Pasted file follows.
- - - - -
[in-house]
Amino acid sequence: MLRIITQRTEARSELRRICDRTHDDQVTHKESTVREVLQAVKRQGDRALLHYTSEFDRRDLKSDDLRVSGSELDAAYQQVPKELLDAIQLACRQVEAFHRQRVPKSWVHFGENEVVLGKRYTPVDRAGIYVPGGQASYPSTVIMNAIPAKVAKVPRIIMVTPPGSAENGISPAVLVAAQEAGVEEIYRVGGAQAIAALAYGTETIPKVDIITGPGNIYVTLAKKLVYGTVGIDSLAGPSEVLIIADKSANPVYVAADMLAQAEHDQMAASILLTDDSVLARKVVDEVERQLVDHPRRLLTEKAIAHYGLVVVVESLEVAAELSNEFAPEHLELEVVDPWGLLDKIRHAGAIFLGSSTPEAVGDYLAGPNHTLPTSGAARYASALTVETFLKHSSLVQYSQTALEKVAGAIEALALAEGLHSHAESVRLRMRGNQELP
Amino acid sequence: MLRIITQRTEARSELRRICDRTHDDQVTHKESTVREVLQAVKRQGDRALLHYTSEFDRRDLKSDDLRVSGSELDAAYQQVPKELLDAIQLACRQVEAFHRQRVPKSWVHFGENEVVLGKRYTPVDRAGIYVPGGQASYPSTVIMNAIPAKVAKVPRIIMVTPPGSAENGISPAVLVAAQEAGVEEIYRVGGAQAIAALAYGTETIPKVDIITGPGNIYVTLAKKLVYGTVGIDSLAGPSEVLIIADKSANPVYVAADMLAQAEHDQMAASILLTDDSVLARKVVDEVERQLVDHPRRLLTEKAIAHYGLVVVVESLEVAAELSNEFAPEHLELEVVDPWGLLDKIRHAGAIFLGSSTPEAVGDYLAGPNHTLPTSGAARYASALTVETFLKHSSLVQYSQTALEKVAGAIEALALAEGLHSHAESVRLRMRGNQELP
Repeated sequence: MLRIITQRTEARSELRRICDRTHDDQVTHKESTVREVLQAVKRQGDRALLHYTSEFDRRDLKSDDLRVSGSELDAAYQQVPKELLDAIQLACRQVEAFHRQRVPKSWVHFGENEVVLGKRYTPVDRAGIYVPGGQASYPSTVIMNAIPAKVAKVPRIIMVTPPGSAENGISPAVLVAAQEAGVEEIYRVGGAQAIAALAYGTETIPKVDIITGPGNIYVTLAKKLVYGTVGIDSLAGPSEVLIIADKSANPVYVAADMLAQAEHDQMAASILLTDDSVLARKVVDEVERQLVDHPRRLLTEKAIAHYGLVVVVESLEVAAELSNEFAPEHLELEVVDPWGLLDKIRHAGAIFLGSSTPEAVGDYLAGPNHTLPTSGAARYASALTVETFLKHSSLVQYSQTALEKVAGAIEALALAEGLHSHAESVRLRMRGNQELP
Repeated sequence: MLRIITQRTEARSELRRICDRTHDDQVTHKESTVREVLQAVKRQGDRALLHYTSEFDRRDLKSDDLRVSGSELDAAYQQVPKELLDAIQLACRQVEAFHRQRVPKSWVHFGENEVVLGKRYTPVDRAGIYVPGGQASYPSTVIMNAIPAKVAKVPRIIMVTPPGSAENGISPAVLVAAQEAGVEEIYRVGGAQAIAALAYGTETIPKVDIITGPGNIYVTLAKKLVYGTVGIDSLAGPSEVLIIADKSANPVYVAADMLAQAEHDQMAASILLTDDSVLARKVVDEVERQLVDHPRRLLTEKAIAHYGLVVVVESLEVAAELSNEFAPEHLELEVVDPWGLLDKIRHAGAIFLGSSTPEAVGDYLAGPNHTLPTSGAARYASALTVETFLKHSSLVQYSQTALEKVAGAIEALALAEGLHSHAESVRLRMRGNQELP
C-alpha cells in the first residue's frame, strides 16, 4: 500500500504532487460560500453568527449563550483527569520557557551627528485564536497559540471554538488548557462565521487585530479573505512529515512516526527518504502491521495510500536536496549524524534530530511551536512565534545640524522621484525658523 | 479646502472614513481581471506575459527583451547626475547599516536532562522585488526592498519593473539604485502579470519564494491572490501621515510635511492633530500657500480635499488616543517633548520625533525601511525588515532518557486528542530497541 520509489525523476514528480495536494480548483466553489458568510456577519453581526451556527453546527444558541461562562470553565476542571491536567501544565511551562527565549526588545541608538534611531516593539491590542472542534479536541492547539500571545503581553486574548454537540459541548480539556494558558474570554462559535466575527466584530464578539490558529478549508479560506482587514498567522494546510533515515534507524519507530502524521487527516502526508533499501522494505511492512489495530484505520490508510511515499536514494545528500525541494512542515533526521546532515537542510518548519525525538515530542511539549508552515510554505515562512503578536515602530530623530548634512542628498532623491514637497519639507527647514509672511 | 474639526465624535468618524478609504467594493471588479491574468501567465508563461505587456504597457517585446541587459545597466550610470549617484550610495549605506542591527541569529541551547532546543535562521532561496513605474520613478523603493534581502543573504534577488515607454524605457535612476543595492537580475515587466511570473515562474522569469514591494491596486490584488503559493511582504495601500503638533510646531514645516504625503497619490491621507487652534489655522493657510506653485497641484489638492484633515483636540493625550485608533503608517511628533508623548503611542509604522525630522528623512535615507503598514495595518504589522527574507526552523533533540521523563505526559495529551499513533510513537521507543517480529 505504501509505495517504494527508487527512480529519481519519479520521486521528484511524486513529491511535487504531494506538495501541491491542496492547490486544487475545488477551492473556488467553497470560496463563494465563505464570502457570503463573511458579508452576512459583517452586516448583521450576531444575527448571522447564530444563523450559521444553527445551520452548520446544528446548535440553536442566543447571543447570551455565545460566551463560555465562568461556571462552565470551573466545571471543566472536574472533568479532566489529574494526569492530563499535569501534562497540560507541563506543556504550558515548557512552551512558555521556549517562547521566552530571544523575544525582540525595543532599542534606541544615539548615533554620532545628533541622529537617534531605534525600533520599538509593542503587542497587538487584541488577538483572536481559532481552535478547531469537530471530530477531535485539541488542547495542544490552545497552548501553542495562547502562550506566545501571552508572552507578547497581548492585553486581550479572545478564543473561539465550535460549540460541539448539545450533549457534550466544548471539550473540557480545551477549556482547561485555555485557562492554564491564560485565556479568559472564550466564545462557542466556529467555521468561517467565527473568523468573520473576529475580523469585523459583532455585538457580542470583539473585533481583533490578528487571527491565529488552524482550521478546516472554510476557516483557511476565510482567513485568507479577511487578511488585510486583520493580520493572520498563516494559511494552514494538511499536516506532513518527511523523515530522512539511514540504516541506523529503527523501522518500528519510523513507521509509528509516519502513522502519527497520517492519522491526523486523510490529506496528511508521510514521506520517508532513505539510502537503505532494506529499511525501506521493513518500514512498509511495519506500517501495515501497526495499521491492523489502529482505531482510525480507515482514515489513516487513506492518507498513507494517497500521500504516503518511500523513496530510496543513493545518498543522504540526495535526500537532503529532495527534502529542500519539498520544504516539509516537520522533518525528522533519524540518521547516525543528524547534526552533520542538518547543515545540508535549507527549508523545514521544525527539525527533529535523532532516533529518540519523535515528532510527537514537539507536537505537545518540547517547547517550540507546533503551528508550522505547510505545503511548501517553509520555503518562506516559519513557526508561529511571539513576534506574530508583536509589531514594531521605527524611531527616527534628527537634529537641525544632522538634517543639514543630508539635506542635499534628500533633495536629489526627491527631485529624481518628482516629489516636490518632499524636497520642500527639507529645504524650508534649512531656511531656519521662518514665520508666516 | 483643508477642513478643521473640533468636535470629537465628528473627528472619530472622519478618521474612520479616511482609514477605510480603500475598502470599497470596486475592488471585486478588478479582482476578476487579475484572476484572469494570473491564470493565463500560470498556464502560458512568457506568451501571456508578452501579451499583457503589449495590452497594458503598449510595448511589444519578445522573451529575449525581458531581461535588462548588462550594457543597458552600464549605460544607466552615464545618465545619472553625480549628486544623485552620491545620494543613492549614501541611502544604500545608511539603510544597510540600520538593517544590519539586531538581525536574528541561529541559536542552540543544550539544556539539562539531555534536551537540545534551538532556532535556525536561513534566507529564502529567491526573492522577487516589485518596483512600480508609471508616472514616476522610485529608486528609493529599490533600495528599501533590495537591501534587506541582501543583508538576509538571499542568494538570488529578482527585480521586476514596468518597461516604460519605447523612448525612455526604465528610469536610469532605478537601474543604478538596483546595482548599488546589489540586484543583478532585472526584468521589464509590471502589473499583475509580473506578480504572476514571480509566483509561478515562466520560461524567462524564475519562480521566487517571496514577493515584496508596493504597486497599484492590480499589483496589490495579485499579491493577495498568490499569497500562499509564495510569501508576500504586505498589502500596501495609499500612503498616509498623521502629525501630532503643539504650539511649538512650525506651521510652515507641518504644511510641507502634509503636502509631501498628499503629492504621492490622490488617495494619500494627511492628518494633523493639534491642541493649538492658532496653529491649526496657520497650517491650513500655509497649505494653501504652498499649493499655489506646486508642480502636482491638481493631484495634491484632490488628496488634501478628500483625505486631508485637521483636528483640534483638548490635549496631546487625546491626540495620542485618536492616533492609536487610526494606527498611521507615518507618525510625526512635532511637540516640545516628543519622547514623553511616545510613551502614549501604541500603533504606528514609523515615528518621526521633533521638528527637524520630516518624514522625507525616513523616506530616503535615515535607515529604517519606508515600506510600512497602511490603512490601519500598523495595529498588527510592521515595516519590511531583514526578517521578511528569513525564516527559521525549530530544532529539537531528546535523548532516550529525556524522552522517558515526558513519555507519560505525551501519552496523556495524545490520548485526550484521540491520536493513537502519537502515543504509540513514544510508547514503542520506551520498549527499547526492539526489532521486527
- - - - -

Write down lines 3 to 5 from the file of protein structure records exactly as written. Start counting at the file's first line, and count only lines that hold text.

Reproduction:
Amino acid sequence: MLRIITQRTEARSELRRICDRTHDDQVTHKESTVREVLQAVKRQGDRALLHYTSEFDRRDLKSDDLRVSGSELDAAYQQVPKELLDAIQLACRQVEAFHRQRVPKSWVHFGENEVVLGKRYTPVDRAGIYVPGGQASYPSTVIMNAIPAKVAKVPRIIMVTPPGSAENGISPAVLVAAQEAGVEEIYRVGGAQAIAALAYGTETIPKVDIITGPGNIYVTLAKKLVYGTVGIDSLAGPSEVLIIADKSANPVYVAADMLAQAEHDQMAASILLTDDSVLARKVVDEVERQLVDHPRRLLTEKAIAHYGLVVVVESLEVAAELSNEFAPEHLELEVVDPWGLLDKIRHAGAIFLGSSTPEAVGDYLAGPNHTLPTSGAARYASALTVETFLKHSSLVQYSQTALEKVAGAIEALALAEGLHSHAESVRLRMRGNQELP
Repeated sequence: MLRIITQRTEARSELRRICDRTHDDQVTHKESTVREVLQAVKRQGDRALLHYTSEFDRRDLKSDDLRVSGSELDAAYQQVPKELLDAIQLACRQVEAFHRQRVPKSWVHFGENEVVLGKRYTPVDRAGIYVPGGQASYPSTVIMNAIPAKVAKVPRIIMVTPPGSAENGISPAVLVAAQEAGVEEIYRVGGAQAIAALAYGTETIPKVDIITGPGNIYVTLAKKLVYGTVGIDSLAGPSEVLIIADKSANPVYVAADMLAQAEHDQMAASILLTDDSVLARKVVDEVERQLVDHPRRLLTEKAIAHYGLVVVVESLEVAAELSNEFAPEHLELEVVDPWGLLDKIRHAGAIFLGSSTPEAVGDYLAGPNHTLPTSGAARYASALTVETFLKHSSLVQYSQTALEKVAGAIEALALAEGLHSHAESVRLRMRGNQELP
Repeated sequence: MLRIITQRTEARSELRRICDRTHDDQVTHKESTVREVLQAVKRQGDRALLHYTSEFDRRDLKSDDLRVSGSELDAAYQQVPKELLDAIQLACRQVEAFHRQRVPKSWVHFGENEVVLGKRYTPVDRAGIYVPGGQASYPSTVIMNAIPAKVAKVPRIIMVTPPGSAENGISPAVLVAAQEAGVEEIYRVGGAQAIAALAYGTETIPKVDIITGPGNIYVTLAKKLVYGTVGIDSLAGPSEVLIIADKSANPVYVAADMLAQAEHDQMAASILLTDDSVLARKVVDEVERQLVDHPRRLLTEKAIAHYGLVVVVESLEVAAELSNEFAPEHLELEVVDPWGLLDKIRHAGAIFLGSSTPEAVGDYLAGPNHTLPTSGAARYASALTVETFLKHSSLVQYSQTALEKVAGAIEALALAEGLHSHAESVRLRMRGNQELP